God bless
      Surjit

  40. Maj Gen MPS Kandal says:

    cs Institute of defence and management bhopal
    Wed, Sep 1, 5:01 PM (19 hours ago)
    to me

    Thanks for making us part of your lovely nostalgia and a fine family’s history.
    Madan Kandal

  41. Baldev Sood says:

    Baldev Sood
    Wed, Sep 1, 4:29 PM (19 hours ago)
    to me

    Thanks General Saa’b for beautiful nostalgic memories!

    Baldev Sood

  42. SC Gupta says:

    Satish Chandra Gupta
    Sep 1, 2021, 4:02 PM (20 hours ago)
    to RK, me

    Dear Gen Surjit Ji,
    It has become one of my most precious email ,sir ! had I known that it was yr place & if I had your Contact Earlier, I wd have certainly Visited yr place during my visits to pakistan ( all without Visa ).

    Regards,
    S Cgupta, Mumbai, tel 9820587609.

  43. Maj Gen Gurdayal Singh says:

    Gurdayal Singh
    Wed, Sep 1, 3:42 PM (20 hours ago)
    to me

    Very Interesting and informative.
    Thanks
    Gurdayal

  44. Anil (Bwana) says:

    Bwana
    Sep 1, 2021, 2:24 PM (21 hours ago)
    to me

    Surjit

    Your nostalgic write up is touching.
    As Joseph may have told you, I was born in Kenya. My father’s family was from Shahpur.

    When I was at Lawrence School, Lovedale, we once took a trip, about 8 kids with two teachers. We went to Delhi, Srinagar, and through Pathankot, to Kulu and Kothi and climbed to the Rohtang Pass. That was the closest I got to Punjab.

    When my Dad was a teenager in Kenya, his parents sent him to Shahpur where he learned Urdu. I’m not quite sure why, but it’s an interesting story. He retained a love of the language and would often write couplets and poetry in Urdu.

    One of my friends, Lalit Sudan, with whom I play golf tells me his family was from the same area, perhaps Sargodha. I will forward your email to him and to three other friends, Ranbir (known as Palli or Paul) and Ascharj (known as Babu or Bob) Singh Jaggi, and Jaggi Singh, the last no relation to the first two. His name comes from Jagjit which is also a coincidence since you have referred to that lovely song most famously sung by Jagjit Singh – woh Kaagaz ki Kashti, woh baarish ka paani

    It’s a small world.

    Be well, stay safe and thanks for sharing.

    Warm regards,

    Anil (Bwana)

    • Surjit Singh says:

      Anil,
      Punjabi is a rustic language. It is not as refined as Bengali or Tamil. But those of us who are born in Punjab love it. There are some feelings which you can express in our mother tongue which you can not tell in any other language. And they defy translation!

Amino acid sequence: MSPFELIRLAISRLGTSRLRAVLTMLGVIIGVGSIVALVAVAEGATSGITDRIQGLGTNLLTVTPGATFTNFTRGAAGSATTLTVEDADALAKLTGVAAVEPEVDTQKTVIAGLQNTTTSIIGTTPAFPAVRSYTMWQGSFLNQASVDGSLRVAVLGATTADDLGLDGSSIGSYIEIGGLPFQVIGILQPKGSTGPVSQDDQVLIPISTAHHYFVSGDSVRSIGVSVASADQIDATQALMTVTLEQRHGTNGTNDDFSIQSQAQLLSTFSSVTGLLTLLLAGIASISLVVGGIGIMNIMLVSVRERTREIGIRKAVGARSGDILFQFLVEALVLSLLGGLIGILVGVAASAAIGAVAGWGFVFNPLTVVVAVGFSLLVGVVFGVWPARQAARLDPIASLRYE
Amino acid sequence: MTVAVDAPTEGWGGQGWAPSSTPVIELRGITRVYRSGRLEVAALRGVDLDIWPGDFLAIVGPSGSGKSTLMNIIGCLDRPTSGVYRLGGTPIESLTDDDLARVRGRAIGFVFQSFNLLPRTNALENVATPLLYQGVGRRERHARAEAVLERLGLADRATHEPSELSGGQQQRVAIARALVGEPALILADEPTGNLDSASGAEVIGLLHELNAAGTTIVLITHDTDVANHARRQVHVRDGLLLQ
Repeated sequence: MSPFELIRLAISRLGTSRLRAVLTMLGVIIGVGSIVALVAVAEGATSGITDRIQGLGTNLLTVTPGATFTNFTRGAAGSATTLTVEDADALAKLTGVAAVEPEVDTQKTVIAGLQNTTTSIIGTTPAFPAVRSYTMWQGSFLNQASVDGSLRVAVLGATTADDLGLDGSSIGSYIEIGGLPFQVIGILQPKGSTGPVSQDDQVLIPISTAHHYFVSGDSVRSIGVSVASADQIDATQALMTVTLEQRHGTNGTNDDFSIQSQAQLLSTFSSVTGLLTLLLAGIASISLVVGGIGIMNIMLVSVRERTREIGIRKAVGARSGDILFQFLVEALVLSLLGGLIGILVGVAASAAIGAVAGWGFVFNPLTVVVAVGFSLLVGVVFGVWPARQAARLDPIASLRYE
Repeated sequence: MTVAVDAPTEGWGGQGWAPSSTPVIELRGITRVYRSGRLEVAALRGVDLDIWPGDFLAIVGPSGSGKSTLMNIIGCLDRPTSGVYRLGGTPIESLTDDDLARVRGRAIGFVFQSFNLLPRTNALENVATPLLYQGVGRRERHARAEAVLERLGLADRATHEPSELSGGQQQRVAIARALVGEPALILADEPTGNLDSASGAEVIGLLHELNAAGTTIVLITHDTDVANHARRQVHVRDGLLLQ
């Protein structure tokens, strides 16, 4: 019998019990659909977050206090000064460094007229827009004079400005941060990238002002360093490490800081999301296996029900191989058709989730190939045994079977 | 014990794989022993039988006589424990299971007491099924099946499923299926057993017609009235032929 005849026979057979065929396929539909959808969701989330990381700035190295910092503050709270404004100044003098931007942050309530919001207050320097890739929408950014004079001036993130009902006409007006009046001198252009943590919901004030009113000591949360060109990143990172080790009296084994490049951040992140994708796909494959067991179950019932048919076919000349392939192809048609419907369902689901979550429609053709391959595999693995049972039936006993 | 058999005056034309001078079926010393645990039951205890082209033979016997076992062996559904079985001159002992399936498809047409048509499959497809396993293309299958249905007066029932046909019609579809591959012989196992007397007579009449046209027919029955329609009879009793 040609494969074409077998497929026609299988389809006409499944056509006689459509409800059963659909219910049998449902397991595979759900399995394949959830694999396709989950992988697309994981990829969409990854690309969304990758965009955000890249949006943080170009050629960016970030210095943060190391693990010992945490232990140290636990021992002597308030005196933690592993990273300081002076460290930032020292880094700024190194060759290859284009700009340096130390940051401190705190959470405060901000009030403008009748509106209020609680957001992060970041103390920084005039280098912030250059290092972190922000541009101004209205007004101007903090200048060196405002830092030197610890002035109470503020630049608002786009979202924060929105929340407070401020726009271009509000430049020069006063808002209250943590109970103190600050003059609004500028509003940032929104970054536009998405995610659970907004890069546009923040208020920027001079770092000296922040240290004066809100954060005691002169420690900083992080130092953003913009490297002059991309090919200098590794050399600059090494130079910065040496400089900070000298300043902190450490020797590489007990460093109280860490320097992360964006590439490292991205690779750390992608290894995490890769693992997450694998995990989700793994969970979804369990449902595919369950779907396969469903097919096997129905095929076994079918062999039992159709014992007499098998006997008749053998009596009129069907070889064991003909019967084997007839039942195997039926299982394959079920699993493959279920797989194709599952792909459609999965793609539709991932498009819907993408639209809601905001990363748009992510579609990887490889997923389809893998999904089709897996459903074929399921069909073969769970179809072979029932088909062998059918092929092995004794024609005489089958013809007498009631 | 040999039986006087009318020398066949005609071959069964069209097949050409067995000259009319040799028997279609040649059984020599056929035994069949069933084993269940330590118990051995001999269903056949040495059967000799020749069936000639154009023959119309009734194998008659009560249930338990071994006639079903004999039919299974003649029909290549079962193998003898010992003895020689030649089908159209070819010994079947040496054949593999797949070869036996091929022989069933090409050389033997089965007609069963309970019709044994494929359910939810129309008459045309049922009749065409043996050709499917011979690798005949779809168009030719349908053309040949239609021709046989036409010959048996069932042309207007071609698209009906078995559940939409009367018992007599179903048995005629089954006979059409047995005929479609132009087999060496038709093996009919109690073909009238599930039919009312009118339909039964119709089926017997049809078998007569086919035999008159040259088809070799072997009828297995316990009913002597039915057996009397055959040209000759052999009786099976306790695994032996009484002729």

Regards.
      Surjit

  45. Capt Balraj Bates IN says:

    Thank you Maj Gen for sharing. It did also bring many fond memories of my childhood visits to Mansa then a small town in Punjab years ago.

    Pics of Charpoy, Chauki, Pankhis, Pankhas with the Pankha-man outside are vivid in my mind too. Just a small change from your description, we were not ultra-rich but middle class.

    Very thoughtful of you and your Fauji brothers to have penned a tribute in memory of your grandfather who passed away 95 years ago (2 Sep).

    I am sharing it with other faujis too who may have similar memories of past bygone childhood days. Our world of today has vastly changed.

    जाने कहाँ गए वो दिन
    चाहेंगे तुमको उम्र भर
    तुमको ना भूल लाएँगे

    Kind Regards,
    Capt Balraj Bates, VSM, IN (Retd)
    Sydney

    • Surjit Singh says:

      Dear Balraj,
      Thanks.
      I can see nostalgia written in every alphabet of your words!
      Summer is approaching Sydney. And that is a pleasant part of the year.
      God bless
      Surjit

  46. Col.Dr. GB SETHI says:

    Sir ji, you took me back 75 years, I was only 6 in 1947 but still have embedded memories of my birthplace BAFFA, Tehsil MANSEHRA, NWFP
    When I close my eyes I still have a wonderful tour of my place.
    I wish you the very best invoking such memories from time to time. I keep reading your forwards many times.
    Regards,
    gbs

    • Surjit Singh says:

      Dear GBS
      NWFP brings a flood of memories…I was born in Peshawar.
      They now call it “Sooba-e-sarhad” And bullets are flying there like raindrops!
      God be with them. The Pakhtoons are a class by themselves. Fighting is in their blood!
      Surjit

      • Col Dr GB Sethi says:

        greh bhushan
        10:31 AM (1 hour ago)
        to me

        Respected Gen. Surjit Singh Sir,

        While in service we do not get an opportunity to interact & remember the roots due to organizational obligations & frequent postings. Though I never had an opportunity to serve under your command but did have the good luck to meet you on & off.
        I am extremely happy to receive your historical remembrances, which I try to connect with my past.

        Thank you sir for keeping me in the loop.

        Regards,
        Col Dr.GB Sethi,
        Contact – 9440859877

        “All that is not given is Lost”

  47. Surjit Singh says:

    Kapil Aggarwal
    Sat, Aug 28, 9:46 PM

    Dear Sir,

    Very nostalgic, beautifully expressed. The photographs brought alive the Charpoys, the Chaukis and the Pankhis of those times. Some of us of later generations have also experienced these and can instantly relate to it. I also remember gazing at “Sapta Rishi” at night lying on a Charpoy on the terrace, under the open sky and then locating the “Dhruv Tara”. Now a haze covers the night sky and the Great Bear is difficult to identify.
    I am amazed at the climate charts. You have indeed put in the hard yards.
    A labour of love and a fitting tribute to the memories of your revered grandfather and Farooka.
    Warm regards,
    Kapil

  48. Joseph Thomas says:

    2997,
    Joseph Thomas
    Aug 31, 2021, 4:15 PM (2 days ago)
    to me

    Thanks. An excellent piece.

    Maybe you can go back there in your next birth!

    3007

  49. J Thomas says:

    A vivid picture of life in Farooka 75 years ago. “I want to go back there” sums it up.